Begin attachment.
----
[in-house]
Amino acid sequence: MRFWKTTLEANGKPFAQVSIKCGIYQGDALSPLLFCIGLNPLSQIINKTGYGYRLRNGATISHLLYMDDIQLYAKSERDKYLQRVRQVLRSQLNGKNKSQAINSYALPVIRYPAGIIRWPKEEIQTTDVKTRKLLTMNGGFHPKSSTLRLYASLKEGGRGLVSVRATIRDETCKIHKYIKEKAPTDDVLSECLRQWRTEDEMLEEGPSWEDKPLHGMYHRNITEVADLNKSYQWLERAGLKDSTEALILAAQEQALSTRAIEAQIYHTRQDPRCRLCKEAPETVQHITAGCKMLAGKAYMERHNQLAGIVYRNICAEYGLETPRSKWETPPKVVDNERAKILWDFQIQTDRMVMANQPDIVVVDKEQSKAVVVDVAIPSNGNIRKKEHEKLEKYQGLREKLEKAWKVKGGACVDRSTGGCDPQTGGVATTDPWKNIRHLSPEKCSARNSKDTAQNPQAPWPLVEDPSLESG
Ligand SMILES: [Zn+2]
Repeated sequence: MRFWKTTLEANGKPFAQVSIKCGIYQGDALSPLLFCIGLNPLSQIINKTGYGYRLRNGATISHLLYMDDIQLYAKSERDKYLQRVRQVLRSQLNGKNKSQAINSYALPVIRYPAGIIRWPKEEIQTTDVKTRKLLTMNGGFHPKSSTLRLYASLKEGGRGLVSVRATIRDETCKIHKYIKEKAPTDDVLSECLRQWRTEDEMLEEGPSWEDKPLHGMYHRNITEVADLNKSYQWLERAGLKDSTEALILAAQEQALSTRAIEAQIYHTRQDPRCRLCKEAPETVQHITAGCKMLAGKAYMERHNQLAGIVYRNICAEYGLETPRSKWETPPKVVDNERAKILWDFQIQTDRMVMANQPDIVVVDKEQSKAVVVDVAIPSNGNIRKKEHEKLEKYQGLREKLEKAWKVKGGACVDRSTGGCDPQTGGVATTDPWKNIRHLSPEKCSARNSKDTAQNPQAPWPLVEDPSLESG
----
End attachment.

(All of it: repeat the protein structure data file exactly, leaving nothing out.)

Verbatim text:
[in-house]
Amino acid sequence: MRFWKTTLEANGKPFAQVSIKCGIYQGDALSPLLFCIGLNPLSQIINKTGYGYRLRNGATISHLLYMDDIQLYAKSERDKYLQRVRQVLRSQLNGKNKSQAINSYALPVIRYPAGIIRWPKEEIQTTDVKTRKLLTMNGGFHPKSSTLRLYASLKEGGRGLVSVRATIRDETCKIHKYIKEKAPTDDVLSECLRQWRTEDEMLEEGPSWEDKPLHGMYHRNITEVADLNKSYQWLERAGLKDSTEALILAAQEQALSTRAIEAQIYHTRQDPRCRLCKEAPETVQHITAGCKMLAGKAYMERHNQLAGIVYRNICAEYGLETPRSKWETPPKVVDNERAKILWDFQIQTDRMVMANQPDIVVVDKEQSKAVVVDVAIPSNGNIRKKEHEKLEKYQGLREKLEKAWKVKGGACVDRSTGGCDPQTGGVATTDPWKNIRHLSPEKCSARNSKDTAQNPQAPWPLVEDPSLESG
Ligand SMILES: [Zn+2]
Repeated sequence: MRFWKTTLEANGKPFAQVSIKCGIYQGDALSPLLFCIGLNPLSQIINKTGYGYRLRNGATISHLLYMDDIQLYAKSERDKYLQRVRQVLRSQLNGKNKSQAINSYALPVIRYPAGIIRWPKEEIQTTDVKTRKLLTMNGGFHPKSSTLRLYASLKEGGRGLVSVRATIRDETCKIHKYIKEKAPTDDVLSECLRQWRTEDEMLEEGPSWEDKPLHGMYHRNITEVADLNKSYQWLERAGLKDSTEALILAAQEQALSTRAIEAQIYHTRQDPRCRLCKEAPETVQHITAGCKMLAGKAYMERHNQLAGIVYRNICAEYGLETPRSKWETPPKVVDNERAKILWDFQIQTDRMVMANQPDIVVVDKEQSKAVVVDVAIPSNGNIRKKEHEKLEKYQGLREKLEKAWKVKGGACVDRSTGGCDPQTGGVATTDPWKNIRHLSPEKCSARNSKDTAQNPQAPWPLVEDPSLESG